Wilbert J. LeMelle, Sr., was a scholar, development specialist, and ambassador to Kenya and the Republic of Seychelles between 1977 and 1980. In both his academic and diplomatic work, LeMelle urged the United States to become more engaged in Africa, focusing on economic development and human rights issues.
Born in Louisiana, LeMelle initially sought to become a Catholic priest and earned both a BA and an MA degree at Notre Dame Seminary in New Orleans before becoming an instructor of history at Grambling State University in Grambling, Louisiana in 1956. After being drafted into the U.S. Army in 1957, he returned to graduate study and earned a PhD in international relations at the University of Denver (Colorado) in 1963. LeMelle taught in Boston (Massachusetts) University’s prestigious African Studies program until being hired as a development specialist with the Ford Foundation.
Through positions with the Ford Foundation, LeMelle traveled and worked in numerous regions of Africa, ultimately becoming Deputy Director of the Middle East and Africa program by 1976. Ford Foundation projects focused on agricultural development, expanding African universities, and democratic leadership development in various regions across the continent. LeMelle helped these programs support civil rights reforms in African nations just emerging from European colonialism. He also worked closely with formal U.S. aid programs and other international non-governmental organizations (NGOs) in Africa.
On May 11, 1977, President Jimmy Carter nominated LeMelle to the joint ambassadorship of Kenya and the Seychelles. After U.S. Senate confirmation, LeMelle traveled to Nairobi, the capital of Kenya, and presented his credentials on October 1, 1977.
Kenya was in a state of transition, then led by President Jomo Kenyatta who had engineered a successful political independence movement against the British in 1963. LeMelle’s deep ties in the region and his ability to speak Swahili (along with six other languages) helped him establish a positive relationship with the elderly Kenyatta and his successor by 1978, Daniel arap Moi. LeMelle also credited the presence of his wife, Yvonne, and four children, Patrice, Wilbert Jr., Gerald, and Edward, at the embassy in Nairobi as a foundation for collegial relations with both Kenyatta and arap Moi.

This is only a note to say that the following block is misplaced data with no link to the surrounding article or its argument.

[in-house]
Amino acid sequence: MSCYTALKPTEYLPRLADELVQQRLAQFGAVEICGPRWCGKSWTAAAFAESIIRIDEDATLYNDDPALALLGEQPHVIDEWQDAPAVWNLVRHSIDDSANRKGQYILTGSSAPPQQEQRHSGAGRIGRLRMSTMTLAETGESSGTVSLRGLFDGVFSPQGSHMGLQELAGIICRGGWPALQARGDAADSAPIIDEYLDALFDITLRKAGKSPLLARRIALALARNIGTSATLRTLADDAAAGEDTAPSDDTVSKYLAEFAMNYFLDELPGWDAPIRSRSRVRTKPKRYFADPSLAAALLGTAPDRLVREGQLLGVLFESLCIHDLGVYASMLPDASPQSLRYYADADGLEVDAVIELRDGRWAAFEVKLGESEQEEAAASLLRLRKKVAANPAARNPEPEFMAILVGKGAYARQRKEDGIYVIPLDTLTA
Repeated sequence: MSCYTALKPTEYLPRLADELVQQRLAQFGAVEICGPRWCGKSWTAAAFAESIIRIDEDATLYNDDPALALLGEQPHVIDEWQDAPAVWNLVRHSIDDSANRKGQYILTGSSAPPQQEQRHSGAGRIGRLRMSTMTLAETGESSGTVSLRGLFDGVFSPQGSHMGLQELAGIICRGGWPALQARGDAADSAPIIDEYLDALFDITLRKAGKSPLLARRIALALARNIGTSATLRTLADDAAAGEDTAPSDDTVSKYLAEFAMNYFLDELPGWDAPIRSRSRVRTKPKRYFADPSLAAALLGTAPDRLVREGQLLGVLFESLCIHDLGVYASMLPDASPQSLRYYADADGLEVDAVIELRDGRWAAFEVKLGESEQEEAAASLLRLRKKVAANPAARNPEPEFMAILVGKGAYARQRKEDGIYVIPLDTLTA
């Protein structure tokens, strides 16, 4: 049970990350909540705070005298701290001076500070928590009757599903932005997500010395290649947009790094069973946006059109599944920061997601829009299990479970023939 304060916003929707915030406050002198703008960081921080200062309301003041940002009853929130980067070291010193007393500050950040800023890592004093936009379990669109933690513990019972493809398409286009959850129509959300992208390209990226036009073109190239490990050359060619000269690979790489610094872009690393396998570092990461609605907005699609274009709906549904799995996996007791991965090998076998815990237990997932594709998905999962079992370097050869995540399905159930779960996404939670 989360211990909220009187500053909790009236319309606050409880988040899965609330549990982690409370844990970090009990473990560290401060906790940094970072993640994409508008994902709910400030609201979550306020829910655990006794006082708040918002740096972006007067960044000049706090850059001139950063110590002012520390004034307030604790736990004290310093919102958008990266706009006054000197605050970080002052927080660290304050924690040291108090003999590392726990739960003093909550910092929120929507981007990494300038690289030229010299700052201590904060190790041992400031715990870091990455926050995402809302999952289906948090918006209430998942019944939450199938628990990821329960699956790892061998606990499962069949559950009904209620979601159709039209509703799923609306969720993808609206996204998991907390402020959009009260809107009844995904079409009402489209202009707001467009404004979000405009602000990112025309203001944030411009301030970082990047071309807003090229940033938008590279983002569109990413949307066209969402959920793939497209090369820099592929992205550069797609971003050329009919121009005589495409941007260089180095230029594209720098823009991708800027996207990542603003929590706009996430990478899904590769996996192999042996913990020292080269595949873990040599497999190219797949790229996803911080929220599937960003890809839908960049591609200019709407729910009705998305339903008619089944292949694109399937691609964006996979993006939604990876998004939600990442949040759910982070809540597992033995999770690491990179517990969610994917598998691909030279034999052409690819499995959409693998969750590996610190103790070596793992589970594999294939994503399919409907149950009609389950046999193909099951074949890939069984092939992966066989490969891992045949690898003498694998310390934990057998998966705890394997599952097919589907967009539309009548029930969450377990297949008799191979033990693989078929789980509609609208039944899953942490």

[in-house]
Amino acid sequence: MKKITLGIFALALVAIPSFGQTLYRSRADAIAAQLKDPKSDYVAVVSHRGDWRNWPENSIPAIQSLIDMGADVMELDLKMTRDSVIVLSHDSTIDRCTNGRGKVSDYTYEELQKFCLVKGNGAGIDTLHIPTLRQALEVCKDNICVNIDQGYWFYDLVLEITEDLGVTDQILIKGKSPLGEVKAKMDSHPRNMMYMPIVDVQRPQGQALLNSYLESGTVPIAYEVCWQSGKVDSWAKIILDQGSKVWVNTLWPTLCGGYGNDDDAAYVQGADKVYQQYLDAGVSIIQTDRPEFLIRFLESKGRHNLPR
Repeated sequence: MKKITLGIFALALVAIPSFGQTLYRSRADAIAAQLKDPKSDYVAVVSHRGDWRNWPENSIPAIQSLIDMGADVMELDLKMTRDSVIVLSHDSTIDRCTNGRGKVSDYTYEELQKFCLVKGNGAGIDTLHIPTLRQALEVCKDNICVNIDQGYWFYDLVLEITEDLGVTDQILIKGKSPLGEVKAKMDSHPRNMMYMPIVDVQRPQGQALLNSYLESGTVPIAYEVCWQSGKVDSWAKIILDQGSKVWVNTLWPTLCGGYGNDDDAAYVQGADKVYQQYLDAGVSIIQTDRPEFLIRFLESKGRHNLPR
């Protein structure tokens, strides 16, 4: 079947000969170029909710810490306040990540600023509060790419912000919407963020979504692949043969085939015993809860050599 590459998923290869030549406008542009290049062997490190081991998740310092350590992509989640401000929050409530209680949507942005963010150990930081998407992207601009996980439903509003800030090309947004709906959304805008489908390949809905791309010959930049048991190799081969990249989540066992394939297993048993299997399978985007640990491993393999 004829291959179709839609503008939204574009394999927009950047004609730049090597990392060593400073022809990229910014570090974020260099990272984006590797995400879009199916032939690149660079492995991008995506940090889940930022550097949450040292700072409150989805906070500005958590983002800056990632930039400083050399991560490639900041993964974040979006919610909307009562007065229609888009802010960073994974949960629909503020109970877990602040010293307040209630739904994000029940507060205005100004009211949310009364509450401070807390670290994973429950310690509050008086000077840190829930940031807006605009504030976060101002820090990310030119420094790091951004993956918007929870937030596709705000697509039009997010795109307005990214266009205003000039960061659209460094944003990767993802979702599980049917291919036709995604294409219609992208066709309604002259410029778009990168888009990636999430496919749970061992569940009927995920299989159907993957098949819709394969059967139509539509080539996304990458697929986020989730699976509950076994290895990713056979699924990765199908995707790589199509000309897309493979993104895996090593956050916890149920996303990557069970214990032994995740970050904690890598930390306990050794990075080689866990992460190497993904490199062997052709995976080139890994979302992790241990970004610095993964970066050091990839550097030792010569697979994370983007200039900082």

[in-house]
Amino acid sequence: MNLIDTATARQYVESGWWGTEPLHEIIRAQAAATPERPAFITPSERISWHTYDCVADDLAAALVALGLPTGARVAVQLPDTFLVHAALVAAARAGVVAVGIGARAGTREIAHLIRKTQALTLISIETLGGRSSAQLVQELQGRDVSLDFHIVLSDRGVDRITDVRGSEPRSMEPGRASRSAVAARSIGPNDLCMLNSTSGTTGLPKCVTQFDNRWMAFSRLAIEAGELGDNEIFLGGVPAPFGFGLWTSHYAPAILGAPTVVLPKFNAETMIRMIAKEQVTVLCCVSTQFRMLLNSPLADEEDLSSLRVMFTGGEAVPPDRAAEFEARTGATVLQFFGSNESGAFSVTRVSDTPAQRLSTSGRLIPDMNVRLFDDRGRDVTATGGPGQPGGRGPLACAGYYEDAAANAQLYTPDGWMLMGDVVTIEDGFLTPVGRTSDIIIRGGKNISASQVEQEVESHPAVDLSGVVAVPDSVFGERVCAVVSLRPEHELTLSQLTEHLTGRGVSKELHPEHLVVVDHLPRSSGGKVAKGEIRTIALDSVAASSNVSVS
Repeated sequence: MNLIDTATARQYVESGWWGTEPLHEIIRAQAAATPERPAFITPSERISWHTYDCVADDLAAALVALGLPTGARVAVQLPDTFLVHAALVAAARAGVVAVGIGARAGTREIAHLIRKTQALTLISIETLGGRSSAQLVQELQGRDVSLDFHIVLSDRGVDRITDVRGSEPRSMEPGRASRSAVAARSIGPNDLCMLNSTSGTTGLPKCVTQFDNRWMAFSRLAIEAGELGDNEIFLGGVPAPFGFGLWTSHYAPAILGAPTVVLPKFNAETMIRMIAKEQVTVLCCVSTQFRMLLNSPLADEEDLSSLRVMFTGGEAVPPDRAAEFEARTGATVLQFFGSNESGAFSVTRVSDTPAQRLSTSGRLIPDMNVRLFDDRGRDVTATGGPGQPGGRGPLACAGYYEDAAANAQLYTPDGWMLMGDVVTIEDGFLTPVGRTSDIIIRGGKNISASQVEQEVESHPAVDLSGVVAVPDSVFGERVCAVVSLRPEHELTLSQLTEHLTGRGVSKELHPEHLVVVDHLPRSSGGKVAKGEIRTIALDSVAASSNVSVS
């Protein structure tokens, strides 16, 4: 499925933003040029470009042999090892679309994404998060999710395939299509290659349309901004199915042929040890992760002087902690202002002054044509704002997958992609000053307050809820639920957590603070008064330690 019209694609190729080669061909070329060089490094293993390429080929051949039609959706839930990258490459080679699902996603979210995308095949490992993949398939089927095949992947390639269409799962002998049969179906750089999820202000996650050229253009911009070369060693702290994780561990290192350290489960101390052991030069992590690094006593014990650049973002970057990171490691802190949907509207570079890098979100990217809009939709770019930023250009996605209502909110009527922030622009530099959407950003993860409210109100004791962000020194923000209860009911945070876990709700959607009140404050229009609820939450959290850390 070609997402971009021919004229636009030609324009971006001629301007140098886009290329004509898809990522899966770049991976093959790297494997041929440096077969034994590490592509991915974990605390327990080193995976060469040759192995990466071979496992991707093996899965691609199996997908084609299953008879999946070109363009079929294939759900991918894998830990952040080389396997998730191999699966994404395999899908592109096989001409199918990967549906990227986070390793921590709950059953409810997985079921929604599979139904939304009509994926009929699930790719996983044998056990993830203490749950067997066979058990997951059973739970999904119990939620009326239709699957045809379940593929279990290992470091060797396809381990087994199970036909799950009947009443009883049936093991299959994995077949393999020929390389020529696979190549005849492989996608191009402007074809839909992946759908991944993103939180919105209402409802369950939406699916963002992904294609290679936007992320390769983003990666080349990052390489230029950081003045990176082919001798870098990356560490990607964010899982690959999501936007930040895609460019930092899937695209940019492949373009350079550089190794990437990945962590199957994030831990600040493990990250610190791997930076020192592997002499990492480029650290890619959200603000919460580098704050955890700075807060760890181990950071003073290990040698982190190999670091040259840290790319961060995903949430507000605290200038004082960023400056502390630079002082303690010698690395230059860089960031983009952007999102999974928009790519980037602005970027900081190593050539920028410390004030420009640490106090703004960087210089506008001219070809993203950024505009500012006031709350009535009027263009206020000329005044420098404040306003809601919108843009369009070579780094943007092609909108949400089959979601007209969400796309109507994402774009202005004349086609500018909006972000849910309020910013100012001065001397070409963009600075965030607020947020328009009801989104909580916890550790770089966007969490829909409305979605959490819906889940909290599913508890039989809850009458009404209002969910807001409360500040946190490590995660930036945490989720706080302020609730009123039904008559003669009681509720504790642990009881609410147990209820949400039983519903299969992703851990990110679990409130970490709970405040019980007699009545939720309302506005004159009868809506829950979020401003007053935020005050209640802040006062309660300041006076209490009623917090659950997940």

LeMelle believed the peaceful transition of leadership after Kenyatta’s death and strong relations between the U.S. and Kenya reflected the positive influence of his foreign policy team. He repeatedly cautioned arap Moi against internal civil rights abuses, believing constructive engagement was critical to both countries. In the Seychelles, LeMelle’s Catholic upbringing created a close relationship with Swiss-educated President Francis Rene, leading to agreements to reinforce the U.S. Air Force tracking station on one of the islands of that nation.
When LeMelle’s term as ambassador ended on June 28, 1980, he returned to the U.S. to serve as president of Mercy College in New York and by 1990, as president of the Phelps-Stokes Fund, another nonprofit development program. Throughout his lengthy public career, Wilbert J. LeMelle worked to strengthen constructive international relations between the United States and African nations, often seeking to encourage discussions of human rights through such engagement.